Neil Loughlin is a lecturer at the Institute of Political Science.
Dr Neil Loughlin is a scholar of comparative politics and development, with an emphasis on Southeast Asia. He specialises in the study of authoritarian political systems and is particularly interested in the impact of China’s rise on regime and development trajectories in the region.
At Leiden, Neil teaches the bachelor’s capstone course ‘Politics and Development in Southeast Asia’. He is also a postdoctoral fellow in political science at the Royal Leiden Institute of Southeast Asian and Caribbean Studies (KITLV).
Neil is currently pursuing two projects. He is finalising his book: The Politics of Coercion: State and Regime Making in Cambodia since 1979. Neil’s book utilises methodologies from comparative analysis and sits within the traditions of critical historical-sociology and political economy, to explain Cambodia’s durable authoritarianism. The book shows how contentious politics shapes institutional trajectories in authoritarian regimes, rather than institutions being mere tools of dictators to selectively repress dissenters or co-opt supporters. In the process the book explores key questions in the study of authoritarian politics such as the (changing) role and influence of pseudo-democratic institutions, elite coalition building, international linkages, and patterns of political violence, contestation, and repression. Specifically using process tracing, network mapping, and other case analysis tools, Neil unpicks Cambodia’s post conflict development and concurrent reintegration into global capitalism and compares successive phases of the country’s conflict and post-conflict reconstruction since the inception of the current regime in 1979. The project is based on more than 18 months in-country fieldwork and variety of Khmer and English language documentation, interviews, surveys, and open data sources.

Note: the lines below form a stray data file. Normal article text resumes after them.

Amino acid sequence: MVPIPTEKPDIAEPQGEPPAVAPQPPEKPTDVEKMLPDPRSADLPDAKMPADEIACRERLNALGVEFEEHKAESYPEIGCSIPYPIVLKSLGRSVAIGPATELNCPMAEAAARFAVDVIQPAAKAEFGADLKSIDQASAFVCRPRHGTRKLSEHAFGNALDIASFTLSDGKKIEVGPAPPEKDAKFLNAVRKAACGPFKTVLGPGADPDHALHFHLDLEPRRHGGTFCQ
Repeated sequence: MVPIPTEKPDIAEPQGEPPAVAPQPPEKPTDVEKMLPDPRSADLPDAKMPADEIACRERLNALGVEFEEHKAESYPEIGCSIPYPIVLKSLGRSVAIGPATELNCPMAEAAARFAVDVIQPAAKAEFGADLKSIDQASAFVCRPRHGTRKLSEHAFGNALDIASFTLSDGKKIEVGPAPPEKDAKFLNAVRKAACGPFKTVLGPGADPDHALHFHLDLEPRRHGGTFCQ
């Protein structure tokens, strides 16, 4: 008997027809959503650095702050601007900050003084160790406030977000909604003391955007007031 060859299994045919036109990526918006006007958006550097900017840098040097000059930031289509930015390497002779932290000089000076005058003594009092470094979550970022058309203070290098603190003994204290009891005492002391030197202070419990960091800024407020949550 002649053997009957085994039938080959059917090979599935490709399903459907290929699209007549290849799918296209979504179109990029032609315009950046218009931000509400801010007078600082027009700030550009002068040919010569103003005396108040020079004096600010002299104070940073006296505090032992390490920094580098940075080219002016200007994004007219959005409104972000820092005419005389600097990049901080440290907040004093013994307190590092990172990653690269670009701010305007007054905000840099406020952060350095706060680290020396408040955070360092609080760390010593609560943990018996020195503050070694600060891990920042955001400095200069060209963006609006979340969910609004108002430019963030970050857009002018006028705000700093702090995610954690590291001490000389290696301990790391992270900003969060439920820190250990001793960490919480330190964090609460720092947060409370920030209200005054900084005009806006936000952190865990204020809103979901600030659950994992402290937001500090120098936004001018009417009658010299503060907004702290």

Neil’s new research agenda focuses on the international dimensions of authoritarianism linked to a more assertive China. Recent work has explored international linkages in Cambodia’s recent more authoritarian turn. He has investigated how the Belt and Road Initiative (BRI) is being contested, instrumentalised and manipulated by strategic actors in recipient states in Southeast Asia, amidst changing geopolitical dynamics and local struggles. He is also keenly interested in how these processes relate to dynamics of land dispossession and social conflict.
Neil completed his PhD at the School of Oriental and African Studies (SOAS) at the University of London in 2019. Prior to this he worked in Southeast Asia and the UK for various local and international human and environmental rights organisations.
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